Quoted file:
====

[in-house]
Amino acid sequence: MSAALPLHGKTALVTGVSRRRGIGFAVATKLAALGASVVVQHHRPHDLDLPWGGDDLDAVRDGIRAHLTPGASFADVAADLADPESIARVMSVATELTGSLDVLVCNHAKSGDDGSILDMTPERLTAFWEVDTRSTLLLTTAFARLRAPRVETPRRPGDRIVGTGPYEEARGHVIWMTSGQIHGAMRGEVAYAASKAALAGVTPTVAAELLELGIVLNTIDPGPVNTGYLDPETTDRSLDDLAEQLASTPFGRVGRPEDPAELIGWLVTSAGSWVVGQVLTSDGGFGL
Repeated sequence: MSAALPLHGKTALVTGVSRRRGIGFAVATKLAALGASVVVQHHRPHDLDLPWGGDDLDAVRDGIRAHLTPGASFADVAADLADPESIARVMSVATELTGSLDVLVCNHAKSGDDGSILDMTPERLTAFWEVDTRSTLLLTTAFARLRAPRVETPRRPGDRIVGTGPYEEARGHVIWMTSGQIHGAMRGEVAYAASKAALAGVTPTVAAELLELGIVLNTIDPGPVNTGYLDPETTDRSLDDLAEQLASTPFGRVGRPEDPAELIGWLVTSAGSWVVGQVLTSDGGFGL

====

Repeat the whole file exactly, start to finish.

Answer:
[in-house]
Amino acid sequence: MSAALPLHGKTALVTGVSRRRGIGFAVATKLAALGASVVVQHHRPHDLDLPWGGDDLDAVRDGIRAHLTPGASFADVAADLADPESIARVMSVATELTGSLDVLVCNHAKSGDDGSILDMTPERLTAFWEVDTRSTLLLTTAFARLRAPRVETPRRPGDRIVGTGPYEEARGHVIWMTSGQIHGAMRGEVAYAASKAALAGVTPTVAAELLELGIVLNTIDPGPVNTGYLDPETTDRSLDDLAEQLASTPFGRVGRPEDPAELIGWLVTSAGSWVVGQVLTSDGGFGL
Repeated sequence: MSAALPLHGKTALVTGVSRRRGIGFAVATKLAALGASVVVQHHRPHDLDLPWGGDDLDAVRDGIRAHLTPGASFADVAADLADPESIARVMSVATELTGSLDVLVCNHAKSGDDGSILDMTPERLTAFWEVDTRSTLLLTTAFARLRAPRVETPRRPGDRIVGTGPYEEARGHVIWMTSGQIHGAMRGEVAYAASKAALAGVTPTVAAELLELGIVLNTIDPGPVNTGYLDPETTDRSLDDLAEQLASTPFGRVGRPEDPAELIGWLVTSAGSWVVGQVLTSDGGFGL